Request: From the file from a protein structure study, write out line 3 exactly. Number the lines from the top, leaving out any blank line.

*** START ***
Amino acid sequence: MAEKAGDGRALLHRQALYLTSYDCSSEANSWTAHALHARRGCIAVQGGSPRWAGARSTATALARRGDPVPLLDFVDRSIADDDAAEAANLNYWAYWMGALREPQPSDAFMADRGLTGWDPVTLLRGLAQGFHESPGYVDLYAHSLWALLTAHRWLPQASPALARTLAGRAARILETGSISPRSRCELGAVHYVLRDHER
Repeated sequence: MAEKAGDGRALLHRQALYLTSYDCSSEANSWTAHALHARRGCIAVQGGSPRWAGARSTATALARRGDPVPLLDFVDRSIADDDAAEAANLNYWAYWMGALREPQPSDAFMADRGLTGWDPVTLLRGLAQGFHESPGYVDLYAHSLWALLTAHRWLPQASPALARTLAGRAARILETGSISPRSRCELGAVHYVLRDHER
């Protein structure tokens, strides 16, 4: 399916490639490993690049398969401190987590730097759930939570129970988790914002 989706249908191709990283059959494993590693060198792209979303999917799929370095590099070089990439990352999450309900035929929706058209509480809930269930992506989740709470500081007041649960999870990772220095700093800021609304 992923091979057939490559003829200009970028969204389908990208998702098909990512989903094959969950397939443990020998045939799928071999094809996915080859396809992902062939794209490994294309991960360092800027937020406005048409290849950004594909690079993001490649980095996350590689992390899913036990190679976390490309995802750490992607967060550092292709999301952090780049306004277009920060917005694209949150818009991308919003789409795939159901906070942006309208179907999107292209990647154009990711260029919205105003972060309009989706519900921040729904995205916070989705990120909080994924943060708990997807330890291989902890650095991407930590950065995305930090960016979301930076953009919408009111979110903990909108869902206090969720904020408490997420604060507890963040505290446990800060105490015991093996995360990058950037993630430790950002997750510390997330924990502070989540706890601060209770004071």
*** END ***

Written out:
């Protein structure tokens, strides 16, 4: 399916490639490993690049398969401190987590730097759930939570129970988790914002 989706249908191709990283059959494993590693060198792209979303999917799929370095590099070089990439990352999450309900035929929706058209509480809930269930992506989740709470500081007041649960999870990772220095700093800021609304 992923091979057939490559003829200009970028969204389908990208998702098909990512989903094959969950397939443990020998045939799928071999094809996915080859396809992902062939794209490994294309991960360092800027937020406005048409290849950004594909690079993001490649980095996350590689992390899913036990190679976390490309995802750490992607967060550092292709999301952090780049306004277009920060917005694209949150818009991308919003789409795939159901906070942006309208179907999107292209990647154009990711260029919205105003972060309009989706519900921040729904995205916070989705990120909080994924943060708990997807330890291989902890650095991407930590950065995305930090960016979301930076953009919408009111979110903990909108869902206090969720904020408490997420604060507890963040505290446990800060105490015991093996995360990058950037993630430790950002997750510390997330924990502070989540706890601060209770004071």